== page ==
- A software model of the object you plan to build. As always, submit the internal fully-structured files of the application you use, rather than just images.
- A written inventory of materials and build plan for your object. Remember, even though you're going to build this item yourself, your instructions should be clear and complete enough to allow a third party to build the object.
- Your executed construction. Bring it to section on November 7th, which I will attend, and where you will get a chance to enjoy each others' projects. Be ready to briefly introduce what you've built (you won't need to go in depth), explore what others have built, and share the thoughts and questions that other projects inspire in you.
- A brief essay (three paragraphs may suffice, but again you may use more) describing how your project fits the theme of the assignment.
Choosing a topic
You should expect to have to contemplate multiple possible topics to find one that you want to pursue for this project. Think about the areas of math that most excite you, and then think about something that you've read about or heard in class in those areas that you'd love to see in real life. Or use this as an excuse to read up on an area that piqued your curiosity at some point. You may or may not find something that you think you can actually construct, but you'll broaden your mathematical horizons.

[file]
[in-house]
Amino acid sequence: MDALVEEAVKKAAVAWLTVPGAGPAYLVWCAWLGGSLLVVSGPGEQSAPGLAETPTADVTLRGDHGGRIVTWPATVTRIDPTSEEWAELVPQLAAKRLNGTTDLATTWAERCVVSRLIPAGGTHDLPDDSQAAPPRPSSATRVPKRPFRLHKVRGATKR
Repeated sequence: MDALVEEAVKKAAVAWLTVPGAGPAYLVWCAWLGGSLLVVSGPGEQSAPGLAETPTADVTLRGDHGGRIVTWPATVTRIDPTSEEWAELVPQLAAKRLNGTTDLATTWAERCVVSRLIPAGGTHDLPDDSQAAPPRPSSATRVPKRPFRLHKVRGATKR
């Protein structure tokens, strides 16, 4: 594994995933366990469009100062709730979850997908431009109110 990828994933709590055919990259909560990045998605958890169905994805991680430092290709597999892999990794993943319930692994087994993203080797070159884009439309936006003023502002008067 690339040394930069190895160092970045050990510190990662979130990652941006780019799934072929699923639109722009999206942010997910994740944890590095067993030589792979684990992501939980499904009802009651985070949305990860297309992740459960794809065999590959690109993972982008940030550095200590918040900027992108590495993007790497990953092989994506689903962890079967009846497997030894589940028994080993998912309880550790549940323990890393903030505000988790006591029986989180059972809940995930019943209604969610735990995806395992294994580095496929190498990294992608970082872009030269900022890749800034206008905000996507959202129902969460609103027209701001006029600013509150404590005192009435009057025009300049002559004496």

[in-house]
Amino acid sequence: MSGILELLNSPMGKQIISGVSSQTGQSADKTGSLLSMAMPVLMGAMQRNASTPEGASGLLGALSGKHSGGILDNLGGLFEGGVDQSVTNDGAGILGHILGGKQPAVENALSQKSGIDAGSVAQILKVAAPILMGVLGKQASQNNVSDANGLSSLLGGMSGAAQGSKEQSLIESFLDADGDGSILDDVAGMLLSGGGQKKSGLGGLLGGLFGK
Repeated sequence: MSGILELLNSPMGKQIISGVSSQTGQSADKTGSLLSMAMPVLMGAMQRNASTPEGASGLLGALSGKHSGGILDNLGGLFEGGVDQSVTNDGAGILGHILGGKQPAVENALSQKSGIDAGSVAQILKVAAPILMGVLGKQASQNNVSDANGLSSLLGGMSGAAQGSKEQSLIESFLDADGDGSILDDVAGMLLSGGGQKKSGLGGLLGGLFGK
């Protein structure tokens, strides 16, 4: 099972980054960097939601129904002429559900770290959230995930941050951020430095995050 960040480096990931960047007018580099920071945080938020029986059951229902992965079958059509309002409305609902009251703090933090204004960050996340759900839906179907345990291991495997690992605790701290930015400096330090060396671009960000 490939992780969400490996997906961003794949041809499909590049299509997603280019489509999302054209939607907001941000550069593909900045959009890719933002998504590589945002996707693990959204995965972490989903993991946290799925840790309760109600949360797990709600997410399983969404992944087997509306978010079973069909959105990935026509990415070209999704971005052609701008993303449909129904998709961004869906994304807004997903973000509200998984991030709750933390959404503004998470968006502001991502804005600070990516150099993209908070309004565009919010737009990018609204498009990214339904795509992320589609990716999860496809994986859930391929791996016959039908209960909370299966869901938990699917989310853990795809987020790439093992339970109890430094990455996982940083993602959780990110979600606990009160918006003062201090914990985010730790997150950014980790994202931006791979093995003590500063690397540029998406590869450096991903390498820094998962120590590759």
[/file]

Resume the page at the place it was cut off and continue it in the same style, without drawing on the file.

As mentioned in class, one section of your assignment due Friday (Oct 19) will be to brainstorm at least two different possible topics for your project. Once that's due, I will post a list of more concrete possible projects or project areas, any of which you'll be welcome to use; but you're at least as welcome to do a project not on that list. After that point (or in fact, even before that point, if you feel ready), you should as soon as possible (informally and not as an assignment) bounce the idea you're most leaning toward off of me, either in office hours, or after class, or make an appointment to speak with me in person or by phone, or via email. (I list email last just because it's the least efficient of those means of communication.) You should aim to be pretty well settled on your topic by Oct 24 so that you have two full weeks to design and execute it; you'll need that much time. Note that you don't need to wait for the suggested topic list to come out to start exploring your ideas more in depth, since you are welcome to pursue whatever topic you like.
Basis for grading
The following aspects of your project will be considered/evaluated in determining your overall grade on this assignment:
- Writing mechanics of all of the written portions of the assignment.
- Style and effectiveness of communication in items 1 and 5.
- Clarity and thoroughness in item 3.
- Correctness, significance, and clarity of mathematical exposition in item 1 (and to the extent relevant in item 5).
- Organization, relevance, and correctness of software model in item 2.
- Quality of the mathematical connection between the topic and the built item, and the degree to which the built item illuminates the mathematical topic or a specific idea relevant to the topic.
- The quality of the construction submitted for item 4. (I understand that you may not be experienced in the construction technique you choose. This does not need to be master craftsmanship. However, your item needs to be reasonably sturdy and not appear to be sloppy work to convey the underlying mathematical ideas successfully.)